Next Article in Journal
Maturity Models in Supply Chain Sustainability: A Systematic Literature Review
Next Article in Special Issue
Potential of Vertical Hydroponic Agriculture in Mexico
Previous Article in Journal
Changing Community Variations in Perceptions and Activeness in Response to the Spruce Bark Beetle Outbreak in Alaska
Previous Article in Special Issue
Social Innovation and Sustainable Rural Development: The Case of a Brazilian Agroecology Network
Article Menu
Issue 1 (January) cover image

Export Article

Open AccessArticle
Sustainability 2017, 9(1), 69; doi:10.3390/su9010069

Changing Structure and Sustainable Development for China’s Hog Sector

1
College of Economic and Management, Nanjing Agricultural University, Nanjing 210095, China
2
Laboratory Informatique, Biologie Intégrative et Systèmes Complexes, University of Évry-Val d’Essonne, Évry 91020, France
3
Management Engineering Research Center, Xihua University, Chengdu 610039, China
4
Courant Research Centre Poverty, Inequity and Growth, University of Gottingen, Gottingen 37073, Germany
5
Department of Health Policy and Management, Yale University, New Haven, CT 06520, USA
*
Author to whom correspondence should be addressed.
Academic Editor: Sanzidur Rahman
Received: 7 November 2016 / Revised: 29 December 2016 / Accepted: 3 January 2017 / Published: 6 January 2017
(This article belongs to the Special Issue Sustainable Agriculture and Development)
View Full-Text   |   Download PDF [848 KB, uploaded 6 January 2017]   |  

Abstract

Supply shortages and competitive disadvantages are the main problems faced by China’s hog sector. The non-essential import of pork products, triggered by competitive disadvantages, poses great challenges to hog farms. Structural changes are an important policy concern in China and elsewhere. Previous literature has ignored whether the ongoing structural changes from backyard to large farms can contribute to sustainable development. This study adopts the micro-level data of hog farms collected from Jiangsu Province, and uses a two-step metafrontier model and a primal system approach. The empirical results reveal that the ongoing structural changes are capable of boosting the growth in output in China’s hog sector, since the stronger increase in comparable technical efficiency compensates for the inappropriate technology. Furthermore, the ongoing structural changes are also beneficial in the reduction of production costs and in improving competitiveness in China’s hog sector. The decline in technical and allocative inefficiency costs, particularly for technical inefficiency costs, contributes to the cost advantage with the increasing farm size. View Full-Text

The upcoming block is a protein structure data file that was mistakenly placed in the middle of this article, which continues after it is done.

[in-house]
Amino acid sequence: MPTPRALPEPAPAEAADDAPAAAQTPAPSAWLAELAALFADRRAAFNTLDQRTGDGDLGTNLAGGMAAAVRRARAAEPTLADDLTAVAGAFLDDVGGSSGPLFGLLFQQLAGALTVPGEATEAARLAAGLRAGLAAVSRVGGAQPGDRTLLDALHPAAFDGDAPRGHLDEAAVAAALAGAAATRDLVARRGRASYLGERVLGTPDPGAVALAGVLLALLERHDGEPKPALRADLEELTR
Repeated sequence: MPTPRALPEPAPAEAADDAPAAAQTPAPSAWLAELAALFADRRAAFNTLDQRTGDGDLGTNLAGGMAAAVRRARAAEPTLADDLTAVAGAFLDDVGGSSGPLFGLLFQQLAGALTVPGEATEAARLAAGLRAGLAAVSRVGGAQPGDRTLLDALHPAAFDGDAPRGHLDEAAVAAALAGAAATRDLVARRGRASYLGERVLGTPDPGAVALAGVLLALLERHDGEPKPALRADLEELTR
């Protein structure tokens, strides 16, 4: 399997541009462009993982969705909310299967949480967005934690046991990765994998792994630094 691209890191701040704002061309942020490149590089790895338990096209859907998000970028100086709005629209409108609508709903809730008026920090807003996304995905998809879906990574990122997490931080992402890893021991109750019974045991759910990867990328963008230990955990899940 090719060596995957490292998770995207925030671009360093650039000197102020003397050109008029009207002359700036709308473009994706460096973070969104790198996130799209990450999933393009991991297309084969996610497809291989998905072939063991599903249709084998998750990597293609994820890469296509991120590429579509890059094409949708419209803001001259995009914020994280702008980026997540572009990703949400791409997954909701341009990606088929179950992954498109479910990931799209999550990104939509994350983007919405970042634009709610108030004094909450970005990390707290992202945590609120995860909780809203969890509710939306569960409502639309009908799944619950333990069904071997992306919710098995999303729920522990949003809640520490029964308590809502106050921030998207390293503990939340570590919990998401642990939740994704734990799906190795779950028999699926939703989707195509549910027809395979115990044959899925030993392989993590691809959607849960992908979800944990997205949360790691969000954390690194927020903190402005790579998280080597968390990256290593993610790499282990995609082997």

Keywords: productivity; metafrontier; production cost; China; hog production productivity; metafrontier; production cost; China; hog production
Figures

Figure 1

This is an open access article distributed under the Creative Commons Attribution License which permits unrestricted use, distribution, and reproduction in any medium, provided the original work is properly cited. (CC BY 4.0).

Scifeed alert for new publications

Never miss any articles matching your research from any publisher
  • Get alerts for new papers matching your research
  • Find out the new papers from selected authors
  • Updated daily for 49'000+ journals and 6000+ publishers
  • Define your Scifeed now

SciFeed Share & Cite This Article

MDPI and ACS Style

Zhang, X.; Chu, F.; Yu, X.; Zhou, Y.; Tian, X.; Geng, X.; Yang, J. Changing Structure and Sustainable Development for China’s Hog Sector. Sustainability 2017, 9, 69.

Show more citation formats Show less citations formats

Note that from the first issue of 2016, MDPI journals use article numbers instead of page numbers. See further details here.

Related Articles

Article Metrics

Article Access Statistics

1

Comments

[Return to top]
Sustainability EISSN 2071-1050 Published by MDPI AG, Basel, Switzerland RSS E-Mail Table of Contents Alert
Back to Top